Tis’ the season – for joy, laughter, community…and busyness, worry, and stress.  It is no secret that the holidays are some of the most stressful times of the year.  In fact, studies show that people of all ages, but especially teens and pre-teens, are facing more stress and anxiety than ever.  Pressures that previous generations didn’t have to think about until they were nearing graduation (college choices, scholarships, career choices) are now being pushed on students starting in the sixth grade.  What this pressure leads to is an overwhelming feeling of inadequacy, confusion, unpreparedness, and anxiety on students who very recently were still learning basic multiplication.  This is a very real issue that we, as people who care for students, must understand and accept as reality, and then learn – just how do we deal with this?

Many will suggest some kind of behavior modification – some form of ‘just suck it up, don’t let people know you’re freaking out’ kind of tool for coping with stress.  This isn’t healthy.  On the flip side, enabling dangerous behaviors such as poor eating choices or binge watching Netflix during down time is similarly unhealthy.  I want to suggest that in order to help our students (and even ourselves!) manage stress, we can actually take one cue from secular brain science and another from scripture in how we cope with the stress that is beginning sooner and sooner in our lives.

You see, there have been several studies in the past few years on an area of the brain called the Anterior Cingulate Cortex (ACC).  The ACC is unique in that it has connections to both the area of the brain that controls emotion and the area that controls logical progressions.  This area of the brain is responsible for triggering responses in the body to situations where there is potential for mistakes, and regulating the severity of those responses in response to the perceived severity of said mistakes.  Studies have show that, for those who believe in God, thinking on the things of God during stressful times actually greatly reduces the activity in this part of the brain, reducing anxiety and allowing for more positively coping with the stress of the situation – leading to more positive outcomes from stressful situations.  How powerful is it that just thinking about the things of God relieves stress and helps us manage our lives more efficiently.

It is tempting to think that this is a new revelation unveiled by modern science, however we see this calming effect of meditating on the things of the Lord as a common theme throughout scripture.  The psalmist writes in Psalm 16:8 – ‘I have set the Lord continually before me.  Because He is at my right hand, I will not be shaken’.  By thinking on the things of God continually, the psalmist is able to remain steadfast – much like the effect thinking on God has on the ACC.  In fact, meditation on the things of God and His Word are mentioned more than 20 times in the book of Psalms alone in relation to finding comfort in stressful life situations.  Another example of meditating on the things of God in stressful time we find in Luke Chapter 2.  In this scene, the angel of God has just appeared to Mary and informed her that she will be birthing the Messiah.  While we, as people who grew up going to Christmas events and hearing the Christmas story, often take this news for granted, for a Jewish girl who was quite young and not even yet married, this was both utterly amazing and downright terrifying.  But, instead of having an anxiety attack or going on a shopping spree, check out what Mary did in reaction to this news: ‘But Mary treasured all these things; pondering them in her heart’.  Wow.  Mary knew that the message she received was from the Lord, and dwelled on His promises for her life, just as we can today!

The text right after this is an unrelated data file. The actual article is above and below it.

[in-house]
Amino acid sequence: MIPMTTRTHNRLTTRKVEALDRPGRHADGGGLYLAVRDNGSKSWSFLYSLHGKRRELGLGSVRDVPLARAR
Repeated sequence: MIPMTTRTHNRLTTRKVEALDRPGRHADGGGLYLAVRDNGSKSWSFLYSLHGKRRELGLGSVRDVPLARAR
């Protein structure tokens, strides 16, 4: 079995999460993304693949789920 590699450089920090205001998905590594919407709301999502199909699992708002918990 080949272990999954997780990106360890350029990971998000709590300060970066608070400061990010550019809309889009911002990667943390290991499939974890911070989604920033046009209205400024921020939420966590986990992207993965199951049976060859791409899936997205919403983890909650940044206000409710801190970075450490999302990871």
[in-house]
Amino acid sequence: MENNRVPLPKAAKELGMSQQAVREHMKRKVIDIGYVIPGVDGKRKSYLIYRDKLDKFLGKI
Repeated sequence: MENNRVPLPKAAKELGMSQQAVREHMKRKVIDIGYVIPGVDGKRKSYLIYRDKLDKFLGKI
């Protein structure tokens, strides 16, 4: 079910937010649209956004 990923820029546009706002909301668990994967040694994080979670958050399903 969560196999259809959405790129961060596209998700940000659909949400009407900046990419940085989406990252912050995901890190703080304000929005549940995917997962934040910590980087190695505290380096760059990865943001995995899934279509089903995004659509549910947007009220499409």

Here’s where the rubber meets the road – in order to think on the things of God, they have to be in our minds in the first place.  We cannot think on what we do not know.  And, let’s be honest, hearing about God once or, at best, twice per week is NOT enough exposure to bring these thoughts to the forefront of our minds during stressful times.  It isn’t for me, and it isn’t for you.  What this means is that a daily time with God is necessary and crucial to hiding His Word in your heart.  There is no ‘secret sauce’ to get it in your brain a different way, and no amount of great preaching can make up for spending time with God everyday.  As believers, we must spend daily time with God.  Parents – please talk to your kids about their daily quiet times.  Just ask them what they read and what they learned, and if they are pleasers who will give you the same three answers and passages over and over again – call them on it!  Encourage them to read different passages in the Bible – and you do the same.  By hiding His Word in our hearts, we can greatly affect the way we handle stress by simply thinking on the things of God during stressful times.

Has there been a time where thinking on the things of God has helped you manage a stressful situation?  Have you memorized scripture that you think on when times are hard?  Who do you talk to about what God is teaching you daily?  Feel free to comment your answers below!

Discover more about the Anterior Cingulate Cortex – Click Here! –

-Stuart Payne, Middle School Pastor

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